Viberg, Olga, Agnes Kukulska-Hulme, and Ward Peeters.(2023) Affective Support for Self-Regulation in Mobile-Assisted Language Learning. International Journal of Mobile and Blended Learning (IJMBL) 15 (2) 1-15.
This article examines the role and importance of affective learning, defined by “learners’ beliefs, attitudes, and emotions” in a Mobile-Assisted Language Learning (MALL) environment, and how affective learning influences how language learners develop language skills and engage effectively with learning
A review of literature examining language learners’ use of MALL indicates that while the use of apps, digital resources and online communities continues to increase, there is a body of evidence suggesting that while language learners are often adept at using MALL to further their learning, they need ongoing guidance and support to manage their learning and to develop critical self-regulation skills enabling them to take advantage of the range of learning opportunities offered by MALL.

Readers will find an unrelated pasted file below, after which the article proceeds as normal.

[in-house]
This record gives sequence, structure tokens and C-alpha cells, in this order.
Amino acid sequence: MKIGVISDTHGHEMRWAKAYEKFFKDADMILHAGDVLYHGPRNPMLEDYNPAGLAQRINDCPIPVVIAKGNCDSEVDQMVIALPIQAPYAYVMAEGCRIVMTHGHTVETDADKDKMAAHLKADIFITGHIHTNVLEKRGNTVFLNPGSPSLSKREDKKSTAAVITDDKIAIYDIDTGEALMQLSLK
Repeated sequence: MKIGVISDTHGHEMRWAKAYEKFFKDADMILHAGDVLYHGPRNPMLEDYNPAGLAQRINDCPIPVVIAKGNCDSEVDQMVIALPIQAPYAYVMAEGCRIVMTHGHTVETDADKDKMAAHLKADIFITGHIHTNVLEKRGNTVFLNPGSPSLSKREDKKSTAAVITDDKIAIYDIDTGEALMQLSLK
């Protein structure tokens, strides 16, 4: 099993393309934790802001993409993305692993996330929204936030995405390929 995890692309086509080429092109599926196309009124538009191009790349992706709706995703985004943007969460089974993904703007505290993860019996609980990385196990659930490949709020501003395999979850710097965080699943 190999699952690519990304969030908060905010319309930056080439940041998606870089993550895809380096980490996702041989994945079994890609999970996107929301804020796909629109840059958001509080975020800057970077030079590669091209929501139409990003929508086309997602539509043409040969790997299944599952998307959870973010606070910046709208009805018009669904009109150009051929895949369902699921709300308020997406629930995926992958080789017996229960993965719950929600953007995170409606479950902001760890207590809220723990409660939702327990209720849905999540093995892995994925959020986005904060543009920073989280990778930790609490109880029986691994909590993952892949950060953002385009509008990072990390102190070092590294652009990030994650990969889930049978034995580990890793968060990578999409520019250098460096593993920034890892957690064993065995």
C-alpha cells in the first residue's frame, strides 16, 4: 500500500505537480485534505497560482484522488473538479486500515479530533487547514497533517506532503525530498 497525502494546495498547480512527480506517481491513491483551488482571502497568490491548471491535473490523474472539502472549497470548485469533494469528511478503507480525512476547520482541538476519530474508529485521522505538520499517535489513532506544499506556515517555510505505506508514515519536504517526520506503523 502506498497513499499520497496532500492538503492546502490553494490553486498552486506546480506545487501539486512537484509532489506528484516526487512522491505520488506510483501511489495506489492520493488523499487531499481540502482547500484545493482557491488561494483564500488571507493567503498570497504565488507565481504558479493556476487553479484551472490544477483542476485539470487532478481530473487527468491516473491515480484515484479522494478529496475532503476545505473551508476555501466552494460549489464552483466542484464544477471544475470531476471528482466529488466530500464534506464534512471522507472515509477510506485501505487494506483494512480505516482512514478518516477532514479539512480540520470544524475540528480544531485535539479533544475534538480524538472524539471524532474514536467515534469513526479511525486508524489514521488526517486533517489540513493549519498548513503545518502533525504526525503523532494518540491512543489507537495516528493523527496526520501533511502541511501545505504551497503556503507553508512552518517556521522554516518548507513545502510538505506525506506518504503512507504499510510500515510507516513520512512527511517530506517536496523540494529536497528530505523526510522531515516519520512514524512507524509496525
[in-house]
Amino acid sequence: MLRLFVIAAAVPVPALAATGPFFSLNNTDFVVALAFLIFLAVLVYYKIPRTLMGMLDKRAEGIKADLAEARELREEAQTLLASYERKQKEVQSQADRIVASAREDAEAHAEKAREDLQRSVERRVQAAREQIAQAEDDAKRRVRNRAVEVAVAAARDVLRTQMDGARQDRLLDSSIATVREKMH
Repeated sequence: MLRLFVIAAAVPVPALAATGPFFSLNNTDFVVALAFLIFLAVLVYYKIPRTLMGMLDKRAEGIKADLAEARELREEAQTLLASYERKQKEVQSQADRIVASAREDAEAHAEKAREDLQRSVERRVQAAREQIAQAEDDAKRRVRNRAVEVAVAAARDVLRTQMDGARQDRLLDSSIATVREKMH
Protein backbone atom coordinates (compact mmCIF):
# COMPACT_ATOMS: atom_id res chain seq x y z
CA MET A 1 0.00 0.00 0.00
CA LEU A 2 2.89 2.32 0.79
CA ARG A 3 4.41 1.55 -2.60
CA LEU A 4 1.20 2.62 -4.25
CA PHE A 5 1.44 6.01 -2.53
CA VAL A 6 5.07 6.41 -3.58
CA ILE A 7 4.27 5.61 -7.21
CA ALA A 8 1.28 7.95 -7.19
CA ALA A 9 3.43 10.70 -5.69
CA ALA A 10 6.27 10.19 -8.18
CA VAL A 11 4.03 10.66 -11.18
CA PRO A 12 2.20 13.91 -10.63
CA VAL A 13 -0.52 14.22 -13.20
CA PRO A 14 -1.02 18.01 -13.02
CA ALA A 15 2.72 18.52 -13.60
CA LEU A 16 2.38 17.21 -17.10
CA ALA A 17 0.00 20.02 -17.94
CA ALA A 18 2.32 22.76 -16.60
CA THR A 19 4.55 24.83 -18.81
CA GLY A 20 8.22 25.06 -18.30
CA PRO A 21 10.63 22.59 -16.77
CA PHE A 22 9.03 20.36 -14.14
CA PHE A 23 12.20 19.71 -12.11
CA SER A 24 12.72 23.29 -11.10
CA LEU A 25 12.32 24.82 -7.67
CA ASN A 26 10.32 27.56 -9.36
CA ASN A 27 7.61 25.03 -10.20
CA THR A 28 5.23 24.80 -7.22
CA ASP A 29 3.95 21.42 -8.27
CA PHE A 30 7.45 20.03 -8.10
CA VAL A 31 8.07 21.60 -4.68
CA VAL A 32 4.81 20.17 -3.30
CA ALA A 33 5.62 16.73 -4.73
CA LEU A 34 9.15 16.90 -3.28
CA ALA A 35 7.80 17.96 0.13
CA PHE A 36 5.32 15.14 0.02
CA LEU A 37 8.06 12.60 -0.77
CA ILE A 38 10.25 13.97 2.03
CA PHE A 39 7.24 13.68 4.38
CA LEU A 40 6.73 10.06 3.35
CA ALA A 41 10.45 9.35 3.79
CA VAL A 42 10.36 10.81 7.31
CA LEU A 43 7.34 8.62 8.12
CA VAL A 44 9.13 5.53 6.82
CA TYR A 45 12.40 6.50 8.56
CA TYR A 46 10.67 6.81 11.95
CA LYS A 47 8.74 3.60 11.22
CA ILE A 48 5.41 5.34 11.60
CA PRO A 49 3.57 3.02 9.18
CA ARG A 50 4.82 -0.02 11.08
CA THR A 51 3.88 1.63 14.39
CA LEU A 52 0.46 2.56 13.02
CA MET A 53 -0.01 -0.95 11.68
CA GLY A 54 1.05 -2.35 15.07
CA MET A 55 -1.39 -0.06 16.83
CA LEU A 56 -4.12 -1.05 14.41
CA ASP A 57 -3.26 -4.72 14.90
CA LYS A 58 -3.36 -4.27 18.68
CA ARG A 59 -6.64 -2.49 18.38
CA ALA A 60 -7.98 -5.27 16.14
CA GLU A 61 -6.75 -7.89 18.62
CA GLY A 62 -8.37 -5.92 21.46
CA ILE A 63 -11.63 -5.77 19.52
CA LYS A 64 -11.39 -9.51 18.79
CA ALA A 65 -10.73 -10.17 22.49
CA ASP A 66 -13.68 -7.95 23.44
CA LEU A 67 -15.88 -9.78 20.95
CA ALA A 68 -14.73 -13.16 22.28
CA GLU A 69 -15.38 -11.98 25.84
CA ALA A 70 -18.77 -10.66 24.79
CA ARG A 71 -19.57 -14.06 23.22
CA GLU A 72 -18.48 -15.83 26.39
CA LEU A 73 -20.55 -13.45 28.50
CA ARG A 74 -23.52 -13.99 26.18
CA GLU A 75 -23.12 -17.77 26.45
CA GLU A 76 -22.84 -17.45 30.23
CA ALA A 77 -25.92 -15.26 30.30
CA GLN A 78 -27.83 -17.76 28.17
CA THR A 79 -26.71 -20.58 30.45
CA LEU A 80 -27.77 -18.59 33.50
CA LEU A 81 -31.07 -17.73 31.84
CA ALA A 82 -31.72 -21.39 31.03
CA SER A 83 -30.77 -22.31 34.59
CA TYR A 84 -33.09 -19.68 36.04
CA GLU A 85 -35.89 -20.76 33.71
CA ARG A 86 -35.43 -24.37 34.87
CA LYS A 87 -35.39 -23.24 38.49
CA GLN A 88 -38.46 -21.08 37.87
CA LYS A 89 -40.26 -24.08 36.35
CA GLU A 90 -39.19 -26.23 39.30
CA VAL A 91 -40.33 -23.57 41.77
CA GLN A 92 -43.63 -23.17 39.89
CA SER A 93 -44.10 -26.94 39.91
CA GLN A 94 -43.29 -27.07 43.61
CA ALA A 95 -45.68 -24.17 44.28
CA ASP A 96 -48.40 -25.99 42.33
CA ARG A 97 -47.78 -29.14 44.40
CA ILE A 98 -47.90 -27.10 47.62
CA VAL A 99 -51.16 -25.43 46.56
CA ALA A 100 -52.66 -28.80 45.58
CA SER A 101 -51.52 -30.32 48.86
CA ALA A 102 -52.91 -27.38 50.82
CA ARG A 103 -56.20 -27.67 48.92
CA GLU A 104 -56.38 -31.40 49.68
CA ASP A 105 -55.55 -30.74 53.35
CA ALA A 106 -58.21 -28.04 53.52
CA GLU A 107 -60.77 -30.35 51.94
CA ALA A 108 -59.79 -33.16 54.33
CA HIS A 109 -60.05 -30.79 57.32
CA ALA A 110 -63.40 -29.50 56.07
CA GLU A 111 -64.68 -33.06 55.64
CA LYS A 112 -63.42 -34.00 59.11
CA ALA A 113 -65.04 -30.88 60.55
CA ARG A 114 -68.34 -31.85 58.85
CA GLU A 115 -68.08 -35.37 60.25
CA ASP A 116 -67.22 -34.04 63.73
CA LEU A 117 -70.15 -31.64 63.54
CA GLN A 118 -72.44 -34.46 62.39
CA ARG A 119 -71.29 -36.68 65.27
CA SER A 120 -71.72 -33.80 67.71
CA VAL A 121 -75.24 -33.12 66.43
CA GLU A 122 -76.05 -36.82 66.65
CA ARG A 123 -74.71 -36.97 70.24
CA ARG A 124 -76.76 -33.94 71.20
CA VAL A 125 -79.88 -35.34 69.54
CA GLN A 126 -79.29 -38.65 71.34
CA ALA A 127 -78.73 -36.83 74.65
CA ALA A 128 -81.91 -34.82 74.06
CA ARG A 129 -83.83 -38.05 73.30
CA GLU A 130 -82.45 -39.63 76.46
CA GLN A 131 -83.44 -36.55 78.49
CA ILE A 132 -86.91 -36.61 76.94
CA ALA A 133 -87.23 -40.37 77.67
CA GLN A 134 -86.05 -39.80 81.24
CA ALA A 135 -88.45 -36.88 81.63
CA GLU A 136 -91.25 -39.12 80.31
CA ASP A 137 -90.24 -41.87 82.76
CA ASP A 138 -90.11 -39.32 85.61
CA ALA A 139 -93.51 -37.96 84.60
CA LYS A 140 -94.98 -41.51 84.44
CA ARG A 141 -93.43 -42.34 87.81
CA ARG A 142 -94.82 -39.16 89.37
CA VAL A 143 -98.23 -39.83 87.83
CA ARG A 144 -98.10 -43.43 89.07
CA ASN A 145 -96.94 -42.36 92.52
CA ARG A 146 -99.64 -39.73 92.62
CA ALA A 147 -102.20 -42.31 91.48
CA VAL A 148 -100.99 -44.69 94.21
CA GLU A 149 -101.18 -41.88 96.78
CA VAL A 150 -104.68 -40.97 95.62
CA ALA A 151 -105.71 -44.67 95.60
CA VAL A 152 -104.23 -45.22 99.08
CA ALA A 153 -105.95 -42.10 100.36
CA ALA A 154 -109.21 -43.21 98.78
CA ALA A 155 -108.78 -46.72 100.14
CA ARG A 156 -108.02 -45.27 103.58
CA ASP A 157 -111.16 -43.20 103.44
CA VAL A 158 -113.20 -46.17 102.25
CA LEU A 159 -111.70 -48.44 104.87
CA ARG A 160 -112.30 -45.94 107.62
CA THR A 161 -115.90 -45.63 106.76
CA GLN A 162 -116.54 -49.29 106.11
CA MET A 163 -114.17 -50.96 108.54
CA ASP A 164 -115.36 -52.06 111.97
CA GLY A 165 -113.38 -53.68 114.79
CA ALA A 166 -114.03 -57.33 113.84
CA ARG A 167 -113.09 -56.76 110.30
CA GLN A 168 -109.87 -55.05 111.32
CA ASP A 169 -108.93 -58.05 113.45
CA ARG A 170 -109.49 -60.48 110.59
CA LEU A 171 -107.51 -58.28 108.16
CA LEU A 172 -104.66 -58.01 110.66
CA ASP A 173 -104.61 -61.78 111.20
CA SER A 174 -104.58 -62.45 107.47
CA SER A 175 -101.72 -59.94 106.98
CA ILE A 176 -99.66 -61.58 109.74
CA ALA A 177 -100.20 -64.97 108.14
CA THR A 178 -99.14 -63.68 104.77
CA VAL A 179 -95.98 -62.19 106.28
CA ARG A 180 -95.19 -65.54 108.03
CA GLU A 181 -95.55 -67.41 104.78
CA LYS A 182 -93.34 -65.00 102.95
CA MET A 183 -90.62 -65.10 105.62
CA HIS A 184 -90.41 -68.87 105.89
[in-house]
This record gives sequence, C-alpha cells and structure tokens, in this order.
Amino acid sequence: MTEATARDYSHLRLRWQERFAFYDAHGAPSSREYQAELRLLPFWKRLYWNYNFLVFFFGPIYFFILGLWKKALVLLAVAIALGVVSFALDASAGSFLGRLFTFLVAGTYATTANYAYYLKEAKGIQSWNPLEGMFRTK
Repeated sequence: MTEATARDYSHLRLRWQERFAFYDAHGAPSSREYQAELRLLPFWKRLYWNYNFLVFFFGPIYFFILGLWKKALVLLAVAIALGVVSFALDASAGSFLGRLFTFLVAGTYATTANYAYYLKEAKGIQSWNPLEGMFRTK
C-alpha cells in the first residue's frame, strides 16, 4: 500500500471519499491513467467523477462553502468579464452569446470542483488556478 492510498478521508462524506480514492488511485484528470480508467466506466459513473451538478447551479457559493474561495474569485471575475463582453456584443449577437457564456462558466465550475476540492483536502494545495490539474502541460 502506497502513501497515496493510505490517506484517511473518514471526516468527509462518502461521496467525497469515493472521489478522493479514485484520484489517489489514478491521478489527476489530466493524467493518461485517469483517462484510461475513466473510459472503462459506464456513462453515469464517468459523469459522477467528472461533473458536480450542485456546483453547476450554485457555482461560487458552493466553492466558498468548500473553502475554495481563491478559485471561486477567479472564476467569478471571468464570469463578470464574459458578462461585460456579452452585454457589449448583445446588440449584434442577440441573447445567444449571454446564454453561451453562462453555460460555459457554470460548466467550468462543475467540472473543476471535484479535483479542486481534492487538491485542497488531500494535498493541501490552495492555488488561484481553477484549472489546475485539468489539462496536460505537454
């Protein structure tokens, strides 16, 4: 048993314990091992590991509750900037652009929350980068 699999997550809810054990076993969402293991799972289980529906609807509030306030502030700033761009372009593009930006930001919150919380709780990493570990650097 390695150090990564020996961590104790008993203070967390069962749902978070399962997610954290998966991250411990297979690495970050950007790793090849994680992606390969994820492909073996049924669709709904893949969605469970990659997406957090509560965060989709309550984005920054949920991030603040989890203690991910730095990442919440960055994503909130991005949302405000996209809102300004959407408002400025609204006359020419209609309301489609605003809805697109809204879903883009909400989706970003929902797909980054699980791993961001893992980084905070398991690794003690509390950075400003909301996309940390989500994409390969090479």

The authors argue that in the MALL environment affective learning support can be provided to learners in two ways, first in the design of the apps and digital resources and second through the active assistance of the instructor.
In this context they offer the MALLAS framework as a model for learning designers as they develop support services, such as mobile apps, for language learners and to assist instructors in supporting learners to develop effective learning strategies in MALL and to develop and extend their self-regulation skills in this environment.
While MALL allows for in-class and out-of-class learning, enabling learners to practice their language skills on their own, or with friends and often without an instructor, the authors emphasize the critical role of the instructor. Instructors can help students to regulate their learning in MALL, by identifying learning strategies and developing activities that motivate learning and persistence, by guiding students in the evaluation their ongoing learning in MALL and in helping them to connect their in-class and out-of-class learning.